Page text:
(2) If my feet are on the foot holds, the oars hit my knees. I had to fully extend my legs in the boat to have the clearance for the oars over my knees. This was uncomfortable and gave me less leverage for rowing.

I feel like overlap of the oars is just not okay. Am I being too particular? I don't know much about rowing, is this considered an acceptable attribute?

The lack of clearance over my legs is less concerning but still disappointing-- I'm not crazily tall, only 6'2". I feel like this shouldn't be as big of a problem.

I am still planning on using a kayak paddle for backcountry trips, but I like the idea of being able to row it on bigger lakes with shorter carries. When rowing at full speed, this boat really goes fast.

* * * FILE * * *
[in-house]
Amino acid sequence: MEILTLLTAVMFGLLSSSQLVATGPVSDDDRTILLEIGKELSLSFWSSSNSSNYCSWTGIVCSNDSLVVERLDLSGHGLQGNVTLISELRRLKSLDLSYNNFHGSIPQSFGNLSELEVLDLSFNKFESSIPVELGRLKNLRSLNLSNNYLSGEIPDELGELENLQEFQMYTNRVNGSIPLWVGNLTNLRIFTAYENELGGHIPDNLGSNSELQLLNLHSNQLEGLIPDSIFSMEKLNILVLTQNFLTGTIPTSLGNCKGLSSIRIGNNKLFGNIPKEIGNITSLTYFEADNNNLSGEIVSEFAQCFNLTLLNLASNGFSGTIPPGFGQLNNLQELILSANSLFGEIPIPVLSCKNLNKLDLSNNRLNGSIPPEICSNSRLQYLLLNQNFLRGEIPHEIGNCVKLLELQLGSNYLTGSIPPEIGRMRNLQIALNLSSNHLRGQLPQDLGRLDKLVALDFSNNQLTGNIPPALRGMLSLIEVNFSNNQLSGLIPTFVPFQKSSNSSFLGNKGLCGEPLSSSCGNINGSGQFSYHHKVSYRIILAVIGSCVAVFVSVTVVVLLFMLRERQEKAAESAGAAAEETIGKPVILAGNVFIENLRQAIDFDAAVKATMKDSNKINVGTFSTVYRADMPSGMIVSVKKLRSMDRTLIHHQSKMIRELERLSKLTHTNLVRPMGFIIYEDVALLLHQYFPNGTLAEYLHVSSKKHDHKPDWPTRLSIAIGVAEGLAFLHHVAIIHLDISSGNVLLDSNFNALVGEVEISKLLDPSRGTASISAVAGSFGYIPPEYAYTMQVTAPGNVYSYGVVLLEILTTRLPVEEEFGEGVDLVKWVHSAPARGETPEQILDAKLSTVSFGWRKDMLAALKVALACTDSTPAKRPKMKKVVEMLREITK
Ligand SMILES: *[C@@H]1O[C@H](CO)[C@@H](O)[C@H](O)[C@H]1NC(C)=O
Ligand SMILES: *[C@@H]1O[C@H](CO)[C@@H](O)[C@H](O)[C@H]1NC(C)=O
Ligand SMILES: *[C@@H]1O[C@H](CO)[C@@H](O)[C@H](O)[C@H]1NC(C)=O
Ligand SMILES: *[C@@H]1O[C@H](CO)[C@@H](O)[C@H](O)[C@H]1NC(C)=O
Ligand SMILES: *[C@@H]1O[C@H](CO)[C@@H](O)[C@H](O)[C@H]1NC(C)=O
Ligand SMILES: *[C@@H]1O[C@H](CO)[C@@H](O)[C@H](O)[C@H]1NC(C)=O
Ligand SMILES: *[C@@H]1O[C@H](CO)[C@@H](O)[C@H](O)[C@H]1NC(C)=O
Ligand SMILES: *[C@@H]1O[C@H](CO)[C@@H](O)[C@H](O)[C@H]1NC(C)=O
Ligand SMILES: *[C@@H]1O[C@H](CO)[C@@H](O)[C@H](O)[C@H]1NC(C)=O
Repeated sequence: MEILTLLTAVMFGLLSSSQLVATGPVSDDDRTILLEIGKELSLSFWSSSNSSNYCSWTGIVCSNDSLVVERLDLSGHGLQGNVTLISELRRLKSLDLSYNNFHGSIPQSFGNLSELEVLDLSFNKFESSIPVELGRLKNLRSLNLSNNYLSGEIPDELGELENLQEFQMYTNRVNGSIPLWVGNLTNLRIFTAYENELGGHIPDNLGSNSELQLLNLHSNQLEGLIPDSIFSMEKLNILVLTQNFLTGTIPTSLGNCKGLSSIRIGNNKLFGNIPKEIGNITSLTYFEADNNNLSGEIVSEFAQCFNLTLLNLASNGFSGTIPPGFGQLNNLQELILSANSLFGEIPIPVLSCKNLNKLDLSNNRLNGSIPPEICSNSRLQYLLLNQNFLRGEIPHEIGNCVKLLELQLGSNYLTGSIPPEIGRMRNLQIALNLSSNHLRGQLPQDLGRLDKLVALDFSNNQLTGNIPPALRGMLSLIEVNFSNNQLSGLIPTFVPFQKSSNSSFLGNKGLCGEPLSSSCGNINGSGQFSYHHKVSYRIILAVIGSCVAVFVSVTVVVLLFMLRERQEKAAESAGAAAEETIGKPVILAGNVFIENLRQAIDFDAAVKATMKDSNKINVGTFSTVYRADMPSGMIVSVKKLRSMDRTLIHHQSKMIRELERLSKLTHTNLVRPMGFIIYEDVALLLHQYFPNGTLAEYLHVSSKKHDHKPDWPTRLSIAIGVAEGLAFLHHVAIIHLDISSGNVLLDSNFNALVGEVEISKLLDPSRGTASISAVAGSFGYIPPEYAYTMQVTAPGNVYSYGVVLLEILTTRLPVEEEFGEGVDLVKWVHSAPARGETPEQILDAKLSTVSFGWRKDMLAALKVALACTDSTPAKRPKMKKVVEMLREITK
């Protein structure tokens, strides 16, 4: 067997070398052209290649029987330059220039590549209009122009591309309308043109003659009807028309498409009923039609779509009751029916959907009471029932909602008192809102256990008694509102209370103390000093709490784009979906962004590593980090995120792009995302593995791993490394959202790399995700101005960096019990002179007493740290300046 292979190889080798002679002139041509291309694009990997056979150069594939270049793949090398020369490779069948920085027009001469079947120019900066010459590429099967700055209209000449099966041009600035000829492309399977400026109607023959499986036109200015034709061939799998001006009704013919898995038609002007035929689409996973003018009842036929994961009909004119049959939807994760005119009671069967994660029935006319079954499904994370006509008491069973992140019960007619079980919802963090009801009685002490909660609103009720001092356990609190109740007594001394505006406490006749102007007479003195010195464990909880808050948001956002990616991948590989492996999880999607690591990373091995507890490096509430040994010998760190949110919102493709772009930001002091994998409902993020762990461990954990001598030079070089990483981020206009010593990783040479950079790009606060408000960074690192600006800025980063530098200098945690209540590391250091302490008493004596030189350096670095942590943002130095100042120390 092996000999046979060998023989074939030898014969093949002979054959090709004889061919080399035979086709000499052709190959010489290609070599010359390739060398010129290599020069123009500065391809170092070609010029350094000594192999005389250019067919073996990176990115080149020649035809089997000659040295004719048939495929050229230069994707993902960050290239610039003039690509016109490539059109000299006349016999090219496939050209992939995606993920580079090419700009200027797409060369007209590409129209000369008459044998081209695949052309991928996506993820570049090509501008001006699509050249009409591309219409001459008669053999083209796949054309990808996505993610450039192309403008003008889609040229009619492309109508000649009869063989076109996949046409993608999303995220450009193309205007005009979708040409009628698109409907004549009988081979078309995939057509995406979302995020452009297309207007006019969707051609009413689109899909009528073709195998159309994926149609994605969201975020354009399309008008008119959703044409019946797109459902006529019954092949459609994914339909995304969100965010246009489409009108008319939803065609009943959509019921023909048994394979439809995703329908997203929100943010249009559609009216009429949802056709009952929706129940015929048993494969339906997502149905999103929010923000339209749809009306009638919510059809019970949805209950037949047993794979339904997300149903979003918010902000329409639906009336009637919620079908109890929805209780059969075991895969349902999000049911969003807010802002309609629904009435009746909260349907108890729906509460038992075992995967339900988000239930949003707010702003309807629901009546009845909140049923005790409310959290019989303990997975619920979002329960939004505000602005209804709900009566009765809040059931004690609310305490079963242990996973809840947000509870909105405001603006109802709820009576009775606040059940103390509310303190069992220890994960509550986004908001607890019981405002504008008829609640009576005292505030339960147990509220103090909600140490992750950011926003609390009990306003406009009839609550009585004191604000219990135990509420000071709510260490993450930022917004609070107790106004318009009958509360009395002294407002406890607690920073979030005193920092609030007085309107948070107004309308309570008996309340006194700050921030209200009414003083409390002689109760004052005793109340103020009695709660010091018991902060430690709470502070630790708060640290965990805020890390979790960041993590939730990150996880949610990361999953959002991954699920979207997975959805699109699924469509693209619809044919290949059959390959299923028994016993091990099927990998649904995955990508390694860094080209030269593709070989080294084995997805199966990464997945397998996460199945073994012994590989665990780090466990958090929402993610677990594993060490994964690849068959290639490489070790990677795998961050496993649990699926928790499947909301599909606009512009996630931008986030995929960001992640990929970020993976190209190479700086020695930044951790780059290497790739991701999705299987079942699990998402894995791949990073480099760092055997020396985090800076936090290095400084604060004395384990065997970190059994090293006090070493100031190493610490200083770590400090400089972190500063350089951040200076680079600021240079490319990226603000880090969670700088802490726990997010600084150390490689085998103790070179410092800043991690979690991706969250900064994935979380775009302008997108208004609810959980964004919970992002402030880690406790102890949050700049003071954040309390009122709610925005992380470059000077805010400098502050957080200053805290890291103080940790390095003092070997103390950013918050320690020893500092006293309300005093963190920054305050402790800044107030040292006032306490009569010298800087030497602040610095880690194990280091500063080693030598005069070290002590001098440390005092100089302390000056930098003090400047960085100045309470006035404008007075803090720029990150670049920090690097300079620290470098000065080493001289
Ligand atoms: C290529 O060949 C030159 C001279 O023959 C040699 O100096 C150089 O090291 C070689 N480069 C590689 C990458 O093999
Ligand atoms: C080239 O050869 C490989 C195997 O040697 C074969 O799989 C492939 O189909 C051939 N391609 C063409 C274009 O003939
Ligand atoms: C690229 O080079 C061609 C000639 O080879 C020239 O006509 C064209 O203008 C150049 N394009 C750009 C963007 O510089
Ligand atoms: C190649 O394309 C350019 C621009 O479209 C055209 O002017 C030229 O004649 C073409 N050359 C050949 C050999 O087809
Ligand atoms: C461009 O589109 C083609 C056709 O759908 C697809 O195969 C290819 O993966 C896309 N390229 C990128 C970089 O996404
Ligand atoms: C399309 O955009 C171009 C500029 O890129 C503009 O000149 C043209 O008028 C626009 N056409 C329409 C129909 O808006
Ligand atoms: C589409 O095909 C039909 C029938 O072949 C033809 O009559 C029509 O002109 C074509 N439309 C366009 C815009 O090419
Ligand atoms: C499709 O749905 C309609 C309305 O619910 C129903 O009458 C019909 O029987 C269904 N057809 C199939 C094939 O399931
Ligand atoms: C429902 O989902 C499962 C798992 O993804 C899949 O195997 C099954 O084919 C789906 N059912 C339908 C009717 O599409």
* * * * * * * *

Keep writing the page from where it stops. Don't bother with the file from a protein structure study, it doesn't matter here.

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Old 05-31-2021, 10:03 PM   #11
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Overlapping oars have always been the standard and traditional configuration with guideboats. Maybe with drift boats too, I don't really know about those. That design was done for better leverage advantage and better weight balance of the oars. My guideboat is configured that way and I also have to keep my legs and knees low to clear them with the oars. I don't race my guideboat, but many I know do in the traditional style without any problem. You get used to pulling with one hand over the other, and it soon becomes automatic as you learn quickly after a few hand crunches.

It is possible that what is otherwise considered a wonderfully efficient small pack canoe is not the best craft for propulsion by rowing?
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Old 06-01-2021, 08:04 PM   #12